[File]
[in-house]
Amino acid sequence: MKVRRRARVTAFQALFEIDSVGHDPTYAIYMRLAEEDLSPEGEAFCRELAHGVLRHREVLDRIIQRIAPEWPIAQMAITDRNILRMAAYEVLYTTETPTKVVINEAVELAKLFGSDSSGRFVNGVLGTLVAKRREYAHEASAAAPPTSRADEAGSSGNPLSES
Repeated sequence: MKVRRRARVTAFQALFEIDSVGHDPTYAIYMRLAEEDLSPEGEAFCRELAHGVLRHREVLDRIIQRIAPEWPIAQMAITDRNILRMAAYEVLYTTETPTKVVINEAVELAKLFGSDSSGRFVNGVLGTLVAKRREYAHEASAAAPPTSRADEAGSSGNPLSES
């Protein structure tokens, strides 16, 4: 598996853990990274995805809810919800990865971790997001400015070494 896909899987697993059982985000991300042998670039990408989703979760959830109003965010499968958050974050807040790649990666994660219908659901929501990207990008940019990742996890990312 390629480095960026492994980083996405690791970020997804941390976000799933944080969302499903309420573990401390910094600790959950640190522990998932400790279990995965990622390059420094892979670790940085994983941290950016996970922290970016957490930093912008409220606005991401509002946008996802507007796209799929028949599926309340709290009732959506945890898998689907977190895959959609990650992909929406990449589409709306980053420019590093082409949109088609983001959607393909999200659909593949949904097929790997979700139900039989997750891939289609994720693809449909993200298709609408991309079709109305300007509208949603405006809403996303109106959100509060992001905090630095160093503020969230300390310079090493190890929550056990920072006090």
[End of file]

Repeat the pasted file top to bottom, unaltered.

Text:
[in-house]
Amino acid sequence: MKVRRRARVTAFQALFEIDSVGHDPTYAIYMRLAEEDLSPEGEAFCRELAHGVLRHREVLDRIIQRIAPEWPIAQMAITDRNILRMAAYEVLYTTETPTKVVINEAVELAKLFGSDSSGRFVNGVLGTLVAKRREYAHEASAAAPPTSRADEAGSSGNPLSES
Repeated sequence: MKVRRRARVTAFQALFEIDSVGHDPTYAIYMRLAEEDLSPEGEAFCRELAHGVLRHREVLDRIIQRIAPEWPIAQMAITDRNILRMAAYEVLYTTETPTKVVINEAVELAKLFGSDSSGRFVNGVLGTLVAKRREYAHEASAAAPPTSRADEAGSSGNPLSES
């Protein structure tokens, strides 16, 4: 598996853990990274995805809810919800990865971790997001400015070494 896909899987697993059982985000991300042998670039990408989703979760959830109003965010499968958050974050807040790649990666994660219908659901929501990207990008940019990742996890990312 390629480095960026492994980083996405690791970020997804941390976000799933944080969302499903309420573990401390910094600790959950640190522990998932400790279990995965990622390059420094892979670790940085994983941290950016996970922290970016957490930093912008409220606005991401509002946008996802507007796209799929028949599926309340709290009732959506945890898998689907977190895959959609990650992909929406990449589409709306980053420019590093082409949109088609983001959607393909999200659909593949949904097929790997979700139900039989997750891939289609994720693809449909993200298709609408991309079709109305300007509208949603405006809403996303109106959100509060992001905090630095160093503020969230300390310079090493190890929550056990920072006090």